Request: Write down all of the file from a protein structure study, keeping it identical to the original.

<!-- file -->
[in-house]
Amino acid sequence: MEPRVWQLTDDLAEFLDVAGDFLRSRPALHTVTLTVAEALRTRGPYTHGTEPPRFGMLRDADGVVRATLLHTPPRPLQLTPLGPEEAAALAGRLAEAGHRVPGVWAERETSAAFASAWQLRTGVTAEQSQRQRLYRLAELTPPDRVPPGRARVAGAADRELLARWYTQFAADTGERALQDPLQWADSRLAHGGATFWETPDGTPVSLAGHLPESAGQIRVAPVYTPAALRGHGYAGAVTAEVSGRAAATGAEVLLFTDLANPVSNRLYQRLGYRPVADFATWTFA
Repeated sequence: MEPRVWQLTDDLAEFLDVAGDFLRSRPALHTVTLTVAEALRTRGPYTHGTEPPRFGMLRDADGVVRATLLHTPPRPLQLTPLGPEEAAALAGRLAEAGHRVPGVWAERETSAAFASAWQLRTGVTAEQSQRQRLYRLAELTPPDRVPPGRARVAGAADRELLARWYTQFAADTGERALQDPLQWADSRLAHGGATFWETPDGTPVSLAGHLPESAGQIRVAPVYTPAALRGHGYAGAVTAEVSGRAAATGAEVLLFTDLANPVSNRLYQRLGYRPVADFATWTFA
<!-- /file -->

[in-house]
Amino acid sequence: MEPRVWQLTDDLAEFLDVAGDFLRSRPALHTVTLTVAEALRTRGPYTHGTEPPRFGMLRDADGVVRATLLHTPPRPLQLTPLGPEEAAALAGRLAEAGHRVPGVWAERETSAAFASAWQLRTGVTAEQSQRQRLYRLAELTPPDRVPPGRARVAGAADRELLARWYTQFAADTGERALQDPLQWADSRLAHGGATFWETPDGTPVSLAGHLPESAGQIRVAPVYTPAALRGHGYAGAVTAEVSGRAAATGAEVLLFTDLANPVSNRLYQRLGYRPVADFATWTFA
Repeated sequence: MEPRVWQLTDDLAEFLDVAGDFLRSRPALHTVTLTVAEALRTRGPYTHGTEPPRFGMLRDADGVVRATLLHTPPRPLQLTPLGPEEAAALAGRLAEAGHRVPGVWAERETSAAFASAWQLRTGVTAEQSQRQRLYRLAELTPPDRVPPGRARVAGAADRELLARWYTQFAADTGERALQDPLQWADSRLAHGGATFWETPDGTPVSLAGHLPESAGQIRVAPVYTPAALRGHGYAGAVTAEVSGRAAATGAEVLLFTDLANPVSNRLYQRLGYRPVADFATWTFA